Janik von Rotz

4 min read

Pin and update Ubuntu packages with Ansible

Patching is an essential part in server maintenance. For Windows servers and clients you have WSUS to coordinate updates and security patches. But how do you patch Ubuntu, Debian, RHEL or Fedora machines? The linux distro field is very dispersed, how do you do patch all these systems? In this post I will show you how I install package updates and ensure that specific packages cannot be updated using version pinning.

The current state of patch managenent.

Enterprise derivatives

RHEL and Ubuntu are both enterprise derivates, which means that enterprise features for these distros are managed by companies and not communities.

Ubuntu is managed by Canonical and they have their Livepatch Service to apply patches.

RHEL is managed by Red Hat and they provide Satellite to apply patches, system configurations and much more.

Community derivates

Debian, Fedora and many more are distros managed by communities. If you search their name in combination with patching you end up with various blog posts, where people show how they install the kernel updates and security patches. It is obvious that patch management is executed by companies running a farm of servers and there for seek automated solutions.

However, with Ansible you can easily manage you server farm and therefore also require an advanced solution to apply patches for your hosts.

Patch Ubuntu using Ansible

First let me assure that the method for patching can also be used for other distros. For better understanding I will show how its done using Ubuntu.

In this tutorial I will show you how I install essential packages and apply system patches. For my system configurations I try to be as explicit as possible, which means I pin versions for installed software. Assume that we have a Docker installation on an Ubuntu server and want to make sure that Docker is not updated as we do not want break compatibility.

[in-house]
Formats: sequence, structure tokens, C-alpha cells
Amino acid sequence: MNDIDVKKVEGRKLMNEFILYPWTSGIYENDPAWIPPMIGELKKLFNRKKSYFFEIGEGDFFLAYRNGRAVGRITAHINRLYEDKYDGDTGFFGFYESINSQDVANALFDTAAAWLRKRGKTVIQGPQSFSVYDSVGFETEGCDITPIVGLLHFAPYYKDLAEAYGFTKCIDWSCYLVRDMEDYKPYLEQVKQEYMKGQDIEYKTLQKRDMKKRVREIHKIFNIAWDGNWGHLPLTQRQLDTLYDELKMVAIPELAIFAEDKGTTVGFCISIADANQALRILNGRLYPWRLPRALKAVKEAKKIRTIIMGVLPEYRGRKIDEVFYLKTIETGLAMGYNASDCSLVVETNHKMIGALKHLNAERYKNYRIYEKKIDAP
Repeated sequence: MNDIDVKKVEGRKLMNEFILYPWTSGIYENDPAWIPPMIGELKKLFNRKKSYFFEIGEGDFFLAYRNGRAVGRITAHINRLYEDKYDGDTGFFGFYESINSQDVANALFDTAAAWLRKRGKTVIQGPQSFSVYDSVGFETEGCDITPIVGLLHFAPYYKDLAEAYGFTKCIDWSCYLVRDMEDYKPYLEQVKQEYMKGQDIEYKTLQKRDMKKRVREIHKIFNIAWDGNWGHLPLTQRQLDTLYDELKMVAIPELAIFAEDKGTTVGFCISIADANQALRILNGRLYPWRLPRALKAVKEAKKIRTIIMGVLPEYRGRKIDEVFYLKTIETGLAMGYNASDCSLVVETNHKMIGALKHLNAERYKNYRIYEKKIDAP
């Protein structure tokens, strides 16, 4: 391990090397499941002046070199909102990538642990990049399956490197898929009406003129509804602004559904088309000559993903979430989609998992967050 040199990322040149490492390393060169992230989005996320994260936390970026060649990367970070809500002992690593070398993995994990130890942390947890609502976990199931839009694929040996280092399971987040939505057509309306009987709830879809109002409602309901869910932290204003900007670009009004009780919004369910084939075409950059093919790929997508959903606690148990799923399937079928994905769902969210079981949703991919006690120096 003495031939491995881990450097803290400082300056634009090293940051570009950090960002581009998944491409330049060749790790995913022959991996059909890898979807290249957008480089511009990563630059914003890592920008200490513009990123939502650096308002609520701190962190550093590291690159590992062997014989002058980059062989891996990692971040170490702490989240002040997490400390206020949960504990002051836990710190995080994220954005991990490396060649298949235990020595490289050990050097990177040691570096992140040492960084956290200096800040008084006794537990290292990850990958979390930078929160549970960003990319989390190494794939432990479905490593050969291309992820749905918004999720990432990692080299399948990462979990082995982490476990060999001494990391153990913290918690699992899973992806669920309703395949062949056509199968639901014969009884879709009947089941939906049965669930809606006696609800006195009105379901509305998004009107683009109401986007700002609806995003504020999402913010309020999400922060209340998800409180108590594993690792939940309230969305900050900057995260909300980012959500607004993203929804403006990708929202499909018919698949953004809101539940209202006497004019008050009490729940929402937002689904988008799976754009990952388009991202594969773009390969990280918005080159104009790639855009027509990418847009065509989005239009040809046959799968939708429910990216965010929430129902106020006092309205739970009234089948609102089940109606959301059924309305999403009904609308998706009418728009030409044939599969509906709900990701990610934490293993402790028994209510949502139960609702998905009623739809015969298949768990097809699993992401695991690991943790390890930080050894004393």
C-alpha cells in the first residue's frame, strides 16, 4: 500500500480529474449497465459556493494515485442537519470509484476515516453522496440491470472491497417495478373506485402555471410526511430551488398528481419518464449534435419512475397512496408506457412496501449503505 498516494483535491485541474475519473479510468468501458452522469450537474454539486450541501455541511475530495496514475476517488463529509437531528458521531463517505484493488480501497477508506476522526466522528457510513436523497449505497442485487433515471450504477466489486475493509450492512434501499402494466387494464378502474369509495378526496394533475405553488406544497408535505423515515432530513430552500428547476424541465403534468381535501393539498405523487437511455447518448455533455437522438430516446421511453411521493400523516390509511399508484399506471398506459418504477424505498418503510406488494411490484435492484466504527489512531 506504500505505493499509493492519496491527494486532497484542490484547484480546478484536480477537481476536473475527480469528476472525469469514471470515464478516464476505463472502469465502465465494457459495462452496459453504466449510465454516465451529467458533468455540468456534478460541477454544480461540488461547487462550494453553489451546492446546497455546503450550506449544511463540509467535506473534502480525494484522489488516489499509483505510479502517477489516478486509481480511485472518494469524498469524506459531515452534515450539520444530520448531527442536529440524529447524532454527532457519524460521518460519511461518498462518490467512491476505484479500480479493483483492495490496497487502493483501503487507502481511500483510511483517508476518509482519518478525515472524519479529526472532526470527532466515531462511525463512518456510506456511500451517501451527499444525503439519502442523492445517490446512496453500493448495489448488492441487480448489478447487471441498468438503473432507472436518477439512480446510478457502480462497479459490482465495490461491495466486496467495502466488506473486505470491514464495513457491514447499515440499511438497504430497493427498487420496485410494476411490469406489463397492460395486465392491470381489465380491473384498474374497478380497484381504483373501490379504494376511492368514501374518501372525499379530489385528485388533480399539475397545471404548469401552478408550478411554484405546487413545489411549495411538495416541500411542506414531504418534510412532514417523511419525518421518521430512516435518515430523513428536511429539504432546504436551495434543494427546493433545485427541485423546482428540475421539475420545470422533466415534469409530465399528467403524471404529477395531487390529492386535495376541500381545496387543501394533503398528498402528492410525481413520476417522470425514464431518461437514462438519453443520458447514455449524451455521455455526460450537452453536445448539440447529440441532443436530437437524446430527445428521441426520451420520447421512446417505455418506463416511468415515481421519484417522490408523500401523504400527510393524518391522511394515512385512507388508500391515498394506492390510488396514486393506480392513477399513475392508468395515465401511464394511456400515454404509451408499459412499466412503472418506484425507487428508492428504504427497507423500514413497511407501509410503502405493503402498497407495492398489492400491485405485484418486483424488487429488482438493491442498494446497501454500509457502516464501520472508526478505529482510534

Project setup

In my Ansible project I have created the following inventory and role:

├── group_vars
│   ├── all.yml
│   └── ubuntu1804.yml
├── host_vars
│   ├── server1.yml
│   └── server2.yml
└── hosts.yml

├── main.yml
└── update-ubuntu.yml

├── main.yml
└── install.yml


The setup.yml is an Ansible playbook that installs docker and updates servers. Note that I simplified the project setup for this tutorial.

Group vars

The group vars usually contains a list of packages.


docker_package: "docker-ce=5:19.03.8~3-0~ubuntu-bionic"

I will demonstrate the pin version feature using this package.

Host vars

The host vars simply tell wether this host should be updated or not.


update: yes

Setup role

The setup role installs docker ce and pins its version if the package string contains an =.


- name: Unpin docker-ce version
    name: "{{ docker_package }}"
    selection: hold
  when: "'=' not in docker_package"

- name: Update apt and install docker-ce
    update_cache: yes
    name: "{{ docker_package }}"

- name: Pin docker-ce version
    name: "{{ docker_package.split('=')[0] }}"
    selection: hold
  when: "'=' in docker_package"

Once a package has been pinned, it cannot be updated by the package manger.

Update role

The update role runs only if updates are enabled for the host.


- name: Include update tasks
  include_tasks: update-ubuntu.yml
  when: update

The update role refreshes the repo cache and runs a dist upgrade.


- name: Update apt-get repo and cache
    update_cache: yes
    force_apt_get: yes
    cache_valid_time: 3600

- name: Upgrade all packages
    upgrade: dist

- name: Check if reboot is required
    path: /var/run/reboot-required
  register: reboot_required

- name: Reboot system if required
    msg: Rebooting to complete system upgrade
    reboot_timeout: 120
  when: reboot_required.stat.exists

If a reboot is required it will do so.

Run the playbook

The Ansible playbook setup.yml supports two running modes. The default mode and the update mode (update tag is required).

- hosts: all
  become: true
  - role: docker
    tags: docker
  - role: update
    tags: update,never

To install docker on the target host you would enter: ansible-playbook -i inventory/setup setup.yml -l server1

And to update the target host you would enter: ansible-playbook -i inventory/setup setup.yml -l server1 -t update

It is recommend the run the update command periodically.

I hope I was able to demonstrate how you can manage patches for your linux systems using Ansible. As mentioned this method can be used for other non-aptitude-enabled distros.

Categories: Software configuration management
Tags: Ansible , patching , Ubuntu , RedHat
Improve this page
Show statistic for this page